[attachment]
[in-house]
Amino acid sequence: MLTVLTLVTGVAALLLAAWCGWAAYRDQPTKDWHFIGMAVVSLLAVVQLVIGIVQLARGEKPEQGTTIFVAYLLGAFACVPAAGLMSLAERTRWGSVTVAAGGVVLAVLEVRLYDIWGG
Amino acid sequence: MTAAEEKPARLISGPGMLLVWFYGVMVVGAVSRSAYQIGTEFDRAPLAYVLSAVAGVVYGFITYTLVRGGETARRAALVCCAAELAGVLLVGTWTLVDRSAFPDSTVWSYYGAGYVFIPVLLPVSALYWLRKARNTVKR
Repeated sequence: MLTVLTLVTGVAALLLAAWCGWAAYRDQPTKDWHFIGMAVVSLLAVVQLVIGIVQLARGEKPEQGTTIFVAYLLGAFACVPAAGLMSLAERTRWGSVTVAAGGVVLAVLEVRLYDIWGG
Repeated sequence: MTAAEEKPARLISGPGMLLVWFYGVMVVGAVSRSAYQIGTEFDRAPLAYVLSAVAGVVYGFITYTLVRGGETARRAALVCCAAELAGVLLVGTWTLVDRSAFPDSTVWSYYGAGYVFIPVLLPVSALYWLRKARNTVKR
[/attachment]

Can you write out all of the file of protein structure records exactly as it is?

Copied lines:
[in-house]
Amino acid sequence: MLTVLTLVTGVAALLLAAWCGWAAYRDQPTKDWHFIGMAVVSLLAVVQLVIGIVQLARGEKPEQGTTIFVAYLLGAFACVPAAGLMSLAERTRWGSVTVAAGGVVLAVLEVRLYDIWGG
Amino acid sequence: MTAAEEKPARLISGPGMLLVWFYGVMVVGAVSRSAYQIGTEFDRAPLAYVLSAVAGVVYGFITYTLVRGGETARRAALVCCAAELAGVLLVGTWTLVDRSAFPDSTVWSYYGAGYVFIPVLLPVSALYWLRKARNTVKR
Repeated sequence: MLTVLTLVTGVAALLLAAWCGWAAYRDQPTKDWHFIGMAVVSLLAVVQLVIGIVQLARGEKPEQGTTIFVAYLLGAFACVPAAGLMSLAERTRWGSVTVAAGGVVLAVLEVRLYDIWGG
Repeated sequence: MTAAEEKPARLISGPGMLLVWFYGVMVVGAVSRSAYQIGTEFDRAPLAYVLSAVAGVVYGFITYTLVRGGETARRAALVCCAAELAGVLLVGTWTLVDRSAFPDSTVWSYYGAGYVFIPVLLPVSALYWLRKARNTVKR